I think I could teach a terrific law class around the sandwich alignment chart. Students so often underrate the problem of assigning meaning to (or deriving meaning from) words.
For what it’s worth, temperamentally I seem to be mostly an ingredient purist, except that I would count a burrito as a sandwich. I might count myself as more ingredient neutral, in that a chip butty does look like a sandwich, except that they are so disgusting no one should eat one.
I should also note that there is actually a case about this exact issue, White City Shopping Center, LP v. PR Restaurants, LLC, 21 Mass. L. Rptr. 565 (Massachusetts Superior Court for Worcester County, 2006). There was a shopping mall agreement that allowed a Panera Bread franchise to object to the opening of businesses in the mall “that primarily sell sandwiches”. The issue was whether a Qdoba, makers of burritos and tacos, was caught by that provision. Judge Jeffery Locke held that–at least as regards the interpretation of that contract–a burrito was not a sandwich. For more on the issue see Marjorie Florestal, Is a Burrito a Sandwich? Exploring Race, Class and Culture in Contracts, 14 Mich. J. Race & Law 1 (2008).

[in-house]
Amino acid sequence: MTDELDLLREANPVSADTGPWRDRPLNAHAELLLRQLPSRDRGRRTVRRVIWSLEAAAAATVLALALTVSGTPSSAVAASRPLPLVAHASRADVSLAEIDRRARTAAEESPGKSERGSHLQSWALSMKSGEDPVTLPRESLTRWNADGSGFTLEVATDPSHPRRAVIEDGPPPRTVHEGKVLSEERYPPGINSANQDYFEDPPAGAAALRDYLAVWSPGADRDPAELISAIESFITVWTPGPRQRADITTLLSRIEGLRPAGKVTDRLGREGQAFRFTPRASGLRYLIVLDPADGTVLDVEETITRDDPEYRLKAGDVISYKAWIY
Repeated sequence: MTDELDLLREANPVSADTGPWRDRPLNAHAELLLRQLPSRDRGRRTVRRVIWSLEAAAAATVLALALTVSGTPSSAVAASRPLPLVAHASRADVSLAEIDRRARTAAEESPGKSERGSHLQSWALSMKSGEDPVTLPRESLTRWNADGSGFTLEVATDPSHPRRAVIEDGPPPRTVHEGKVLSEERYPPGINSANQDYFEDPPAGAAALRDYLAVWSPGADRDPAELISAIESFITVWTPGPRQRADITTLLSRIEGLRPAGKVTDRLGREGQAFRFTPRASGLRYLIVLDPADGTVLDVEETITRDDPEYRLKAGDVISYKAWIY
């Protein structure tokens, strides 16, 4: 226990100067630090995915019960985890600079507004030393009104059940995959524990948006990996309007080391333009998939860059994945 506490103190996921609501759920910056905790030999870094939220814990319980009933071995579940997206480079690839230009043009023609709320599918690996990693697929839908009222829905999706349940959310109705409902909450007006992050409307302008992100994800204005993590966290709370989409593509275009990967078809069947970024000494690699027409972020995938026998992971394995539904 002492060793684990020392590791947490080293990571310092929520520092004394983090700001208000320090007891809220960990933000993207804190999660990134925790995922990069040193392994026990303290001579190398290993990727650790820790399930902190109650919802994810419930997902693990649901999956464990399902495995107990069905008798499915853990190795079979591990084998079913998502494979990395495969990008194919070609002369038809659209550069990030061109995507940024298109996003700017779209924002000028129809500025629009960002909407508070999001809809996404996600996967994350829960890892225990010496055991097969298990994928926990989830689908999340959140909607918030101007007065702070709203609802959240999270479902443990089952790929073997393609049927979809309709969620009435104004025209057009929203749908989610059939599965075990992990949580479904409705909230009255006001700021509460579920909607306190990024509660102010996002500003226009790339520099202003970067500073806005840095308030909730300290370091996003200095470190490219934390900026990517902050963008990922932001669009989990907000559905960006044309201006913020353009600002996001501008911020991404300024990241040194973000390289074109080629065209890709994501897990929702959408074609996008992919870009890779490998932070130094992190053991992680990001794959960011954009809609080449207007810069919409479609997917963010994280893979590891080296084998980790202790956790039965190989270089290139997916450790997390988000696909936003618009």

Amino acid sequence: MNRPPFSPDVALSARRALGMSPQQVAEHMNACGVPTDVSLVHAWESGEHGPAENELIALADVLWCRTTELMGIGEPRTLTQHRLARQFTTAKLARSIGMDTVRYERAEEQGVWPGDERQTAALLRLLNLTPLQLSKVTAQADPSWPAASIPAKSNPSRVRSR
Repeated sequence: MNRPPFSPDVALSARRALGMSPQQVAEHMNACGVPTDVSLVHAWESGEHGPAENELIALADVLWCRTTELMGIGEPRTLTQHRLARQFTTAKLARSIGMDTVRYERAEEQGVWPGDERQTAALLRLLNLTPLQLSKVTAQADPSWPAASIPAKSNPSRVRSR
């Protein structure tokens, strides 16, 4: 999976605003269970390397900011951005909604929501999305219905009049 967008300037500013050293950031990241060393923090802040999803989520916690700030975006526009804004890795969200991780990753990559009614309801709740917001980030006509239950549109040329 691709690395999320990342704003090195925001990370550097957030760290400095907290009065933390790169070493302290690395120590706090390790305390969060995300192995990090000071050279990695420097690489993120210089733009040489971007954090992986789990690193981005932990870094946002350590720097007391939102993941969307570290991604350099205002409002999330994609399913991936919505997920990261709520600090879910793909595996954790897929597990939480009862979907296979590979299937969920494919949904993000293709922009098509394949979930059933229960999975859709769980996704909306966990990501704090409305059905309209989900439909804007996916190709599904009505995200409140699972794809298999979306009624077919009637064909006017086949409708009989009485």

Some people think words have absolute meanings. Others think they are cultural. I tend to the cultural, but recognize that some legal documents, like contracts, should be interpreted to fix a meaning in a time and place. The hard question is to what extent our Constitution does that, and to what extent either its framers, ratifiers, or inheritors rightly treat those meanings as evolving over time.